Jeff Cartwright is used to attending emergencies, but nothing prepared him for a life-changing health diagnosis in his own family.
Last summer, the New Westminster firefighter learned his son Liam has Type 1 diabetes. The diagnosis came after his mom took him to the doctor because he was constantly thirsty.
"Sleepovers are out, birthday cake is out, freezies after the game are out," Cartwright said about the life-changing diagnosis.
Liam now gets two shots of insulin in the morning, one at dinner and a final shot at bedtime.
"He's a warrior," Cartwright said of his eight-year-old son. "He's absolutely amazing. He is dealing with it better than I am dealing with it. It's a different life now. I never go anywhere without a granola bar or a blood test kit."
In addition to getting four insulin shots a day and changing his diet, Liam's blood sugar needs to be constantly monitored. At some point, he may get a pump that administers insulin throughout the day as needed.
Once the shock of his son's diagnosis wore off, Cartwright decided he wanted to do something to raise money for the JDRF - the Juvenile Diabetes Research Foundation. "I watched the movie Dodgeball. I thought that would be fun," he said about holding a tournament. "I thought I would get firemen involved."
Cartwright contacted the Vancouver Dodgeball League to see if it would be willing to support a small dodgeball tournament to raise money for the foundation.
Keith Bao, executive director of the Vancouver Dodgeball League, said the organization had been looking for a charitable event it could support, but it wanted to find one that had the right fit.
"It seems very fitting," he said about raising funds for JDRF through dodgeball.
Bao believes the tournament has the potential to become one of the biggest fundraisers for the foundation in Canada, and could be a catalyst for similar leagues and tournaments in other cities.
Cartwright said he was shocked to learn that the Vancouver Dodgeball League has more than 1,500 regular participants.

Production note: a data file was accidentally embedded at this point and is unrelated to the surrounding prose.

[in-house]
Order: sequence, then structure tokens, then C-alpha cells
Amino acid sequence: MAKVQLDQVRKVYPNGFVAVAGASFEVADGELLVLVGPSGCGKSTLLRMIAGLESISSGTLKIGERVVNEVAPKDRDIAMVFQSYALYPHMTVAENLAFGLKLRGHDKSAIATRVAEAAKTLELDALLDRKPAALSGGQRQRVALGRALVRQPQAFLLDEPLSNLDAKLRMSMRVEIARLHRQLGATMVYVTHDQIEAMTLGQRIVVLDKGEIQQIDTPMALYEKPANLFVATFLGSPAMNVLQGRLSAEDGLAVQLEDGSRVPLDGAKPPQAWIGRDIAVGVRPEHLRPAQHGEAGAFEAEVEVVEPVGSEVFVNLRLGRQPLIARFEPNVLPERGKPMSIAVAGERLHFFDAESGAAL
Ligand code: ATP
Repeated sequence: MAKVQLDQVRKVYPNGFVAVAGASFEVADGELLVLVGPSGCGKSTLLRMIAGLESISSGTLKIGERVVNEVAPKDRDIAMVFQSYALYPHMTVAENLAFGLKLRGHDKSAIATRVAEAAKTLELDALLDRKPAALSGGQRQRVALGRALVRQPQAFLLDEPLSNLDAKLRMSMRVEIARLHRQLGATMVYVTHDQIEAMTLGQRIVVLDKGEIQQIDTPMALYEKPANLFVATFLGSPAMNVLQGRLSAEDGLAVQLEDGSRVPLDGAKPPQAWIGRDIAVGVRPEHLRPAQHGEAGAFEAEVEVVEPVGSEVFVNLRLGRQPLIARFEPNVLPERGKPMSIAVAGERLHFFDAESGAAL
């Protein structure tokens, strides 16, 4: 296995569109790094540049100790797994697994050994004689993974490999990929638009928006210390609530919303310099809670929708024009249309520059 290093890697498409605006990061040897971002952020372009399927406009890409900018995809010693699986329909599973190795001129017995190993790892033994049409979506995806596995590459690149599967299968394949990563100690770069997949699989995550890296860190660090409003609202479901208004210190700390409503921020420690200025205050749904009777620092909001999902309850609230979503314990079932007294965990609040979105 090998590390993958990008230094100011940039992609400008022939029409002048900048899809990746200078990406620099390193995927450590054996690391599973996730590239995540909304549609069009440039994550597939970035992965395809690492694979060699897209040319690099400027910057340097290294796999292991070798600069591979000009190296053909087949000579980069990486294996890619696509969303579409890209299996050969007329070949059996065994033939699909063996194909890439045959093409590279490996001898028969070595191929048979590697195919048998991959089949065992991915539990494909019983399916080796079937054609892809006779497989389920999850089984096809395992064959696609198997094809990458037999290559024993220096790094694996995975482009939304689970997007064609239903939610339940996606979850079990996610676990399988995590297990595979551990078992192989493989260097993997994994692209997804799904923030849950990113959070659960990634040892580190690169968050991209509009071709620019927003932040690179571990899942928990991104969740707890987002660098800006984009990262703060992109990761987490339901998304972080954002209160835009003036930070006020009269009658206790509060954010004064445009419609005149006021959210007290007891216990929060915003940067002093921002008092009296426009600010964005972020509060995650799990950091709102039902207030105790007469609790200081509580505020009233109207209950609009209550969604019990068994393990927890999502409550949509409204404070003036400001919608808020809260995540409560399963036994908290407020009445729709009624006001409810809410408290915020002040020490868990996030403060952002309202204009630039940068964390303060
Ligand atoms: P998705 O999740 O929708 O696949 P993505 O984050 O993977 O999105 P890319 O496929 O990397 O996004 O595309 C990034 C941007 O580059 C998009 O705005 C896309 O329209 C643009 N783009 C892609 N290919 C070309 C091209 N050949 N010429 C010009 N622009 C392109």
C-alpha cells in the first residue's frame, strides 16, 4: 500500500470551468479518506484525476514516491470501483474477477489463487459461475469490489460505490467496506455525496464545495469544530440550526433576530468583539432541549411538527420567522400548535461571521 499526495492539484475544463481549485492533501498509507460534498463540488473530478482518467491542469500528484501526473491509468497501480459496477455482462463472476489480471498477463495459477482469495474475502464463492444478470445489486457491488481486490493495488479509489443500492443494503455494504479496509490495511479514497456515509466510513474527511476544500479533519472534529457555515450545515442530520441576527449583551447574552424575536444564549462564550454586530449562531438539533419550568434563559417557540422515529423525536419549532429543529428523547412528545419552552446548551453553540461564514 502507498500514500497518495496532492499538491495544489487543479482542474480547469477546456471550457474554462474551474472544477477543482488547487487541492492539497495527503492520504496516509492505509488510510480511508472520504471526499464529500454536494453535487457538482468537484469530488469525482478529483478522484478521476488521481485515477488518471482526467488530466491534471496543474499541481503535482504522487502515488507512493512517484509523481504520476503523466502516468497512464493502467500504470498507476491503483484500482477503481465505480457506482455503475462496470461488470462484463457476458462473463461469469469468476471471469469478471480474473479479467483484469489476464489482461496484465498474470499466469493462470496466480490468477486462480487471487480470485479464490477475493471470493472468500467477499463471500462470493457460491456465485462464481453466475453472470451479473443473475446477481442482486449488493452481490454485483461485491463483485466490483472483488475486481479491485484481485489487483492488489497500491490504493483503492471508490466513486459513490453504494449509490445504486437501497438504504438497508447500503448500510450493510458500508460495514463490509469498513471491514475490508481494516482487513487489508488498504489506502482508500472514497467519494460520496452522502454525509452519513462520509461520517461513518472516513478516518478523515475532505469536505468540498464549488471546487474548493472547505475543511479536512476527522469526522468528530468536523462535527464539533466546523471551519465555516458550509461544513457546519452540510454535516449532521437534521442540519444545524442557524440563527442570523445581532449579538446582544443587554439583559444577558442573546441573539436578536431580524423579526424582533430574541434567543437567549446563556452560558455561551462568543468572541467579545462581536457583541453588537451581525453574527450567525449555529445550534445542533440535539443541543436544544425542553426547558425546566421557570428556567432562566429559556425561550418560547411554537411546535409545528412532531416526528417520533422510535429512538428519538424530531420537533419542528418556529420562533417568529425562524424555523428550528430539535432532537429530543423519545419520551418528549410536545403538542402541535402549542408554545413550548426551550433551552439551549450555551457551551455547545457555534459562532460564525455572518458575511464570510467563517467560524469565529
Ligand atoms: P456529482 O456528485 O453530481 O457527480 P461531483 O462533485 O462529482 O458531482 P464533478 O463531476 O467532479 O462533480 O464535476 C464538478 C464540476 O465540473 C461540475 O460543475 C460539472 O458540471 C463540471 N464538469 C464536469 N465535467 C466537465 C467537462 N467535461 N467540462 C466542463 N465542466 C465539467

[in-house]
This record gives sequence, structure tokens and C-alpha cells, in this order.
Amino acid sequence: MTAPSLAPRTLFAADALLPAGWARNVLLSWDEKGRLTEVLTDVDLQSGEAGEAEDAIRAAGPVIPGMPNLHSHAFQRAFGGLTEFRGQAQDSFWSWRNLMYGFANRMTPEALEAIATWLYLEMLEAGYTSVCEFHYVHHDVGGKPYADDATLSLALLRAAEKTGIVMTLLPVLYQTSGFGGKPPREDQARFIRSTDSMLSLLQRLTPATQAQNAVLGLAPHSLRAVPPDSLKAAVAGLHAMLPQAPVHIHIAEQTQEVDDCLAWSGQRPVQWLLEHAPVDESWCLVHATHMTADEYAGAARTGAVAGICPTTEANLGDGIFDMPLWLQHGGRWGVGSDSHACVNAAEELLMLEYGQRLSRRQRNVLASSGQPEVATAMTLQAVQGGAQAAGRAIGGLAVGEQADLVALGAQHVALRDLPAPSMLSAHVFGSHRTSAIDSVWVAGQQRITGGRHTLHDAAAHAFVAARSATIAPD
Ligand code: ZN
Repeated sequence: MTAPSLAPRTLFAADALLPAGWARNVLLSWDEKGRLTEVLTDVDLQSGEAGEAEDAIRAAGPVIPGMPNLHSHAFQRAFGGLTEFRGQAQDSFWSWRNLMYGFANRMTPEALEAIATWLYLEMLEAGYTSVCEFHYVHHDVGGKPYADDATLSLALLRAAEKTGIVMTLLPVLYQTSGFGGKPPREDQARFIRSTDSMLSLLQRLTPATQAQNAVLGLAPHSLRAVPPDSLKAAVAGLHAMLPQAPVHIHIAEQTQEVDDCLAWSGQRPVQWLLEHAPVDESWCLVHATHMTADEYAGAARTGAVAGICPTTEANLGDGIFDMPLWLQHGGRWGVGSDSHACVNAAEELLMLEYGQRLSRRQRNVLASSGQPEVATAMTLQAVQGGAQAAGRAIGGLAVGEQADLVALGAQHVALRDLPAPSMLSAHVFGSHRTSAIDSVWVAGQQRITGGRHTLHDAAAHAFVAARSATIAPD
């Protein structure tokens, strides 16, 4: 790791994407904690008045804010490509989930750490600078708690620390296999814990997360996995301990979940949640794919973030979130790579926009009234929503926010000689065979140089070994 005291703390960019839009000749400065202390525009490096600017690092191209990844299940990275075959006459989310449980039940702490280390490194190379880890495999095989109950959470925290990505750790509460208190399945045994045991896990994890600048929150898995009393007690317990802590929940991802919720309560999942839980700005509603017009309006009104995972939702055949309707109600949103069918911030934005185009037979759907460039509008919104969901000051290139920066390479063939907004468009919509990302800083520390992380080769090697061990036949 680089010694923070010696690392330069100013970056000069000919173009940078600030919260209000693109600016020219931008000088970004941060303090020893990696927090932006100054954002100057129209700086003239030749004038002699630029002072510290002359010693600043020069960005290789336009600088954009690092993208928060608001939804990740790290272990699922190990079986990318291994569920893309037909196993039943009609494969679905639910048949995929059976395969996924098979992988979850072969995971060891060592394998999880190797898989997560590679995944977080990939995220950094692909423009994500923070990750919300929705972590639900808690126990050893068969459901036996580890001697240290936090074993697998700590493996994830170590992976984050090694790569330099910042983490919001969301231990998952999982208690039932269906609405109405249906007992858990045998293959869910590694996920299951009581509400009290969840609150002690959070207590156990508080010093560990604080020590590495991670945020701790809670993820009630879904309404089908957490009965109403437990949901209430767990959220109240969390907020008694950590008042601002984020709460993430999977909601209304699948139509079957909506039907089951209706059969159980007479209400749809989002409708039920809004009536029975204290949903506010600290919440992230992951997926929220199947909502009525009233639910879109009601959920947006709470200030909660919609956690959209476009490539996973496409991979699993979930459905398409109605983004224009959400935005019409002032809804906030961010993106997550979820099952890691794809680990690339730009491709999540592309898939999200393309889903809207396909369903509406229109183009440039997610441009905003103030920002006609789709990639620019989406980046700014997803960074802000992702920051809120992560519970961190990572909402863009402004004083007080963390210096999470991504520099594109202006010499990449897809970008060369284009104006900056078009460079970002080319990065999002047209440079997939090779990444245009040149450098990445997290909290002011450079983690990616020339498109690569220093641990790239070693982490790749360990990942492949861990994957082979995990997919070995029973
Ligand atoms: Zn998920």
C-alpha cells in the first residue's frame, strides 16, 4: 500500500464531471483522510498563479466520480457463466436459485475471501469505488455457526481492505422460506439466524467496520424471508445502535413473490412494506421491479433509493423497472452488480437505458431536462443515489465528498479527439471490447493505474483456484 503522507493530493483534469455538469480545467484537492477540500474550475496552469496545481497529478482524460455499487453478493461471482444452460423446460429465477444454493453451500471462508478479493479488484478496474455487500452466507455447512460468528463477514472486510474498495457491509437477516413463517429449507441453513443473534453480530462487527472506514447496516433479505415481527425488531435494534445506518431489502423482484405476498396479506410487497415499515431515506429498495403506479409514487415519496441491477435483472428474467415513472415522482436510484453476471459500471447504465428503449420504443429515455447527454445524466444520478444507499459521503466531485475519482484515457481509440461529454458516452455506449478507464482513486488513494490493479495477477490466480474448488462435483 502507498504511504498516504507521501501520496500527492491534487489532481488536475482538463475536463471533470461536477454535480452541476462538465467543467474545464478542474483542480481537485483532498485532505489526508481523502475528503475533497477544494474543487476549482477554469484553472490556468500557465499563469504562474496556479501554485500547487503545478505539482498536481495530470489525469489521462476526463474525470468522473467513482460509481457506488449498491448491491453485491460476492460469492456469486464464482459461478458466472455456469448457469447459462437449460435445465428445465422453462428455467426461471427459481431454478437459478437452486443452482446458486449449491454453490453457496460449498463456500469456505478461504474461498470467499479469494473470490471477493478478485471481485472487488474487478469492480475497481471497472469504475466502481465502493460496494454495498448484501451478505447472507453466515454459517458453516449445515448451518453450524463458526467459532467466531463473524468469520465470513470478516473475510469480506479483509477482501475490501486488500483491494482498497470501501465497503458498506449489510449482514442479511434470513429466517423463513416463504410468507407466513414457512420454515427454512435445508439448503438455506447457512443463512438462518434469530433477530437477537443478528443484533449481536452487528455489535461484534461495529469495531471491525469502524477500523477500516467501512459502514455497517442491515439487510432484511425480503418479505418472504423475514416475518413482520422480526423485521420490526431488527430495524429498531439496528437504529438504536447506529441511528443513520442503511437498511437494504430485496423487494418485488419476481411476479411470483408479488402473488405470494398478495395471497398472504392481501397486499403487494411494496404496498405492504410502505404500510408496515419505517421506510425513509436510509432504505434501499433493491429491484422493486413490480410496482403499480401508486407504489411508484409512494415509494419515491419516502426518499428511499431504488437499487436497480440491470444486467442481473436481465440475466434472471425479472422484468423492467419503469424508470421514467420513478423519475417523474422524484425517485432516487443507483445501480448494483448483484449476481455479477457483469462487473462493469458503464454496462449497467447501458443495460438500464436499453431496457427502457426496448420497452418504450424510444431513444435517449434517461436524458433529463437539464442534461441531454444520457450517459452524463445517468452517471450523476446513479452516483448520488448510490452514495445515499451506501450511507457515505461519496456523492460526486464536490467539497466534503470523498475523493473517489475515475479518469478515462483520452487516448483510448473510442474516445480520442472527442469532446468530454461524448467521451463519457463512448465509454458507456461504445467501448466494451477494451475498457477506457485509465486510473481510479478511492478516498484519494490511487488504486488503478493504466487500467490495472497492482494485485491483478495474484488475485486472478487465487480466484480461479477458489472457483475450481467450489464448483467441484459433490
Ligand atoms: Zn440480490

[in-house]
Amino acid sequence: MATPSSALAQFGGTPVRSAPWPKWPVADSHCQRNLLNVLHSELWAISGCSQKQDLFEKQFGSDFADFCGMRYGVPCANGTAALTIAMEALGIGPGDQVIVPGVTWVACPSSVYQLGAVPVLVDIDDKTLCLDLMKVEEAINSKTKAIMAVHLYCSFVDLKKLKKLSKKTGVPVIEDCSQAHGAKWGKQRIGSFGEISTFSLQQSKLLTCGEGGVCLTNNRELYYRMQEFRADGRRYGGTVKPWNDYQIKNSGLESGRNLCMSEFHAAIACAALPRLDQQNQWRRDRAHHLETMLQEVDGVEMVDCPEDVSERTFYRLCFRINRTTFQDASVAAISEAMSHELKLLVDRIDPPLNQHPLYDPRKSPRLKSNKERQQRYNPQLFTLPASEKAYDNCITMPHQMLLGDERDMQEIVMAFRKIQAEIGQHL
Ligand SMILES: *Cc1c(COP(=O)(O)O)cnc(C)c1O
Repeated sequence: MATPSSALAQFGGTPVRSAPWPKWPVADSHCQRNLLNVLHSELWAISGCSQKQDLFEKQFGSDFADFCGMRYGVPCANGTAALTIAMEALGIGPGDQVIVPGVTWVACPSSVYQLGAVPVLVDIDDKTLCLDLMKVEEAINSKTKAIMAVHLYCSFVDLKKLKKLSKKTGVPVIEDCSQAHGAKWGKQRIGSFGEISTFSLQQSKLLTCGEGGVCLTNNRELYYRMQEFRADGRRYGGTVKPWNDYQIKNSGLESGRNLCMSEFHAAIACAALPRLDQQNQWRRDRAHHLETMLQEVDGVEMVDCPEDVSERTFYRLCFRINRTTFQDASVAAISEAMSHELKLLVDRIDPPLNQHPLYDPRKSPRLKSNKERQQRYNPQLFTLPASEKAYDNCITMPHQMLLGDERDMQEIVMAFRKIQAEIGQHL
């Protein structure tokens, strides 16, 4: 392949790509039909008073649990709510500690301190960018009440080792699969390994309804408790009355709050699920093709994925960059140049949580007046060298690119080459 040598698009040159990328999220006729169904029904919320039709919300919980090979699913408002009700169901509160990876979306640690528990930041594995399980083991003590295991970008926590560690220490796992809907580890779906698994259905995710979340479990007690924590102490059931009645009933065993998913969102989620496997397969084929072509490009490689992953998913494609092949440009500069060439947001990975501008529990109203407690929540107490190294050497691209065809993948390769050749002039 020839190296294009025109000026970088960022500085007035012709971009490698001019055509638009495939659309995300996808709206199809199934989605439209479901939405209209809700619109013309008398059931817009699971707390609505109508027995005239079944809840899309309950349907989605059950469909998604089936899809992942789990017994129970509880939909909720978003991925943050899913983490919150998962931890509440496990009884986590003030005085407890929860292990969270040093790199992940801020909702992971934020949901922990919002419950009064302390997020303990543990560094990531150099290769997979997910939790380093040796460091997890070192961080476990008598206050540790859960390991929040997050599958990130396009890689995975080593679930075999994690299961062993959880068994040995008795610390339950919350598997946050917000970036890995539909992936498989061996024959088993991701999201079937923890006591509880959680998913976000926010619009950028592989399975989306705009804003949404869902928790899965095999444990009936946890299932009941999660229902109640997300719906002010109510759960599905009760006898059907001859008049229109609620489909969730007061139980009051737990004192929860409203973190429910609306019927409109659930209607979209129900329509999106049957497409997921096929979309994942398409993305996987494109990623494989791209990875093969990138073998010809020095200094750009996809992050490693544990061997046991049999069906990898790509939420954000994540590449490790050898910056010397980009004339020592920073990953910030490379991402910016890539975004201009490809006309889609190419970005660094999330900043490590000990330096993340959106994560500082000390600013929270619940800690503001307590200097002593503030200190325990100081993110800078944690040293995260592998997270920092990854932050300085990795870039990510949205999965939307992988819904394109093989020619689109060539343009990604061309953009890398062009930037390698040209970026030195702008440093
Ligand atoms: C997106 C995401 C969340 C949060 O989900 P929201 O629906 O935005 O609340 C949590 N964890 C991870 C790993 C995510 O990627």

"Wait until you watch them," Cartwright said. "It's infectious."
Members of the Vancouver Dodgeball League play four nights a week, and attract members from around the Lower Mainland and Fraser Valley.
"We have two seasons a year. We have four nights every season," said Victoria Mui, tournament manager.
Supporting the foundation through her love of dodgeball was a natural fit for Mui, whose sister has Type 1 diabetes.
"She was diagnosed when she was 16," Mui said.
According to the foundation, Canada has the sixth highest incidence rate in the world of Type 1 diabetes in children 14 years or younger. More than 300,000 Canadian children and adults live with this form of diabetes.
Cartwright is no stranger to raising money for charity, having served as vice president of the New Westminster Firefighters' Charitable Society for several years. With medical researchers saying it's possible for a cure for Type 1 diabetes to be discovered in his lifetime, the New Westminster resident wanted to do something to raise funds for the foundation.
The JDRF Dodgeball Open will take place from July 27 to 29 at the Richmond Olympic Oval.
"It's cool to be raising more awareness and connecting with the community," said Amanda De Vries, fundraising and development coordinator with JDRF. "These guys have really stepped up. I am excited for their success this year."
The foundation is the largest charitable funder and advocate for Type 1 diabetes research. Its mission is to find a cure for Type 1 diabetes, which is a non-preventable autoimmune disease in which the body's immune system attacks and destroys the insulin-producing cells of the pancreas.
According to the foundation, people living with Type 1 diabetes need to test their blood sugar and give themselves insulin through injections or a pump multiple times a day. They are also at risk for developing complications.
As Liam's lacrosse coach, Cartwright often has to check his blood sugar levels on the bench while the game continues on the floor. When Liam's teammates enjoy an after-game freezie, he has to go without and enjoy a treat better suited to his health needs.
"One hundred per cent of the funds are going to juvenile diabetes," Cartwright said of the dodgeball tournament.
So far, about 30 teams have signed up to participate in the inaugural JDRF Dodgeball Open.
"We are still looking for teams, we are still looking for sponsors," Cartwright said. "If you don't want to play, you can donate directly to JDRF."
Tax receipts are available and all players receive a tournament T-shirt, customized team photo, JDRF diabetes awareness silicone bracelet, complimentary admission to a pub night party and an after-party and special hotel rate.
For tournament details and registration, visit www.jdrfdodgeball.com.